Sri Lanka bombings: Facebook warns social media block is preventing families from reaching loved ones

The social media block is preventing families from reaching loved ones in Sri Lanka.
The social media block is preventing families from reaching loved ones in Sri Lanka. Photo credit: Reuters

Facebook says Sri Lanka attempting to block its platform could prevent families trying to get in touch with their loved ones.

The Sri Lankan government attempted to clamp down on the circulation of misinformation during and after the Easter Sunday attacks that killed 290 people at churches and luxury hotels across the country.

Sri Lanka's Ministry of Defence issued a statement on Sunday saying the government had "taken steps to temporarily block all the social media avenues until the investigations are concluded".

But the social media giant is continuing to provide its service in Sri Lanka, despite the block.

A spokesperson for Facebook said the company is "committed to maintaining our services".

"People rely on our services to communicate with their loved ones and we are committed to maintaining our services and helping the community and the country during this tragic time."

Some social media users have reported they were still able to communicate with friends and family on other apps, such as Snapchat and WhatsApp.

Sanjana Hattotuwa, a researcher based in the capital Colombo whose thinktank Centre for Policy Alternatives partners with Facebook, told the Sydney Morning Herald they have been working at "breakneck speed" over the last 48 hours in order to monitor, identify and report harmful Facebook content.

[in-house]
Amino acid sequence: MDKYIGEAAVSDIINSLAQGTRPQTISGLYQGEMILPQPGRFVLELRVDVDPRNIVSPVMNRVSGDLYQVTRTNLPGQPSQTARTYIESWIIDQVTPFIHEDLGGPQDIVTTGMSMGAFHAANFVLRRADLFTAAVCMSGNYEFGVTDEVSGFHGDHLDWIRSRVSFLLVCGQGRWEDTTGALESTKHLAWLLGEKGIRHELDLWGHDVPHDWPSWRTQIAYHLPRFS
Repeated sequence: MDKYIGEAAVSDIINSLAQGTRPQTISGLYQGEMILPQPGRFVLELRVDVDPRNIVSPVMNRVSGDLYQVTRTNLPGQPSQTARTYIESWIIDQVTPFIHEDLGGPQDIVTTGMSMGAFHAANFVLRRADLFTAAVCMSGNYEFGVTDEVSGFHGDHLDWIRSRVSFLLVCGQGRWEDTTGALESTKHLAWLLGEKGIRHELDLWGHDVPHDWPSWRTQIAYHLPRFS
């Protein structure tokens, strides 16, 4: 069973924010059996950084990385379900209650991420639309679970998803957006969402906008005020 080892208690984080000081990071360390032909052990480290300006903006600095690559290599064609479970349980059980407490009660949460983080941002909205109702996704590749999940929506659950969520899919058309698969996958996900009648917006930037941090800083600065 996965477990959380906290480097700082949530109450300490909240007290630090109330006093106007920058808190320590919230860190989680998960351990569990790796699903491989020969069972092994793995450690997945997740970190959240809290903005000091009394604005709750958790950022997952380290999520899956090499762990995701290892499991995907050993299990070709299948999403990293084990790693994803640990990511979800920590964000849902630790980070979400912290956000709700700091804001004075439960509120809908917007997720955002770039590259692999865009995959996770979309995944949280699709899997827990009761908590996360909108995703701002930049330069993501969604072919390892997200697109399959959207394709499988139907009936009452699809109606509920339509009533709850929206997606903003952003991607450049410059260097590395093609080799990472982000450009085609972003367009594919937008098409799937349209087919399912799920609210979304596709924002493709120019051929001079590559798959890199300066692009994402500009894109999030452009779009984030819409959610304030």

"It was a very volatile situation on the ground and it required the greatest care that social media did not inflame pre-existing hate against specific communities," he said. "[Facebook] constantly asked whether this content or that post was going to lead to imminent harm."

Facebook has faced heavy criticism following the Christchurch terror attack over its moderation of content.

The footage was live on Facebook for 17 minutes, and stayed there for another hour. The stream was then re-uploaded successfully to the social media site more than 1.5 million times.

Hattotuwa said Facebook was "floundering" in Sri Lanka, due to the volume of content, and the limitations on its algorithms.

"In countries like Myanmar and Sri Lanka, our languages aren't spoken anywhere else in the world," he said.

Unverified information about the perpetrators has been spreading throughout the social media site in Sinhalese, one of Sri Lanka's native languages.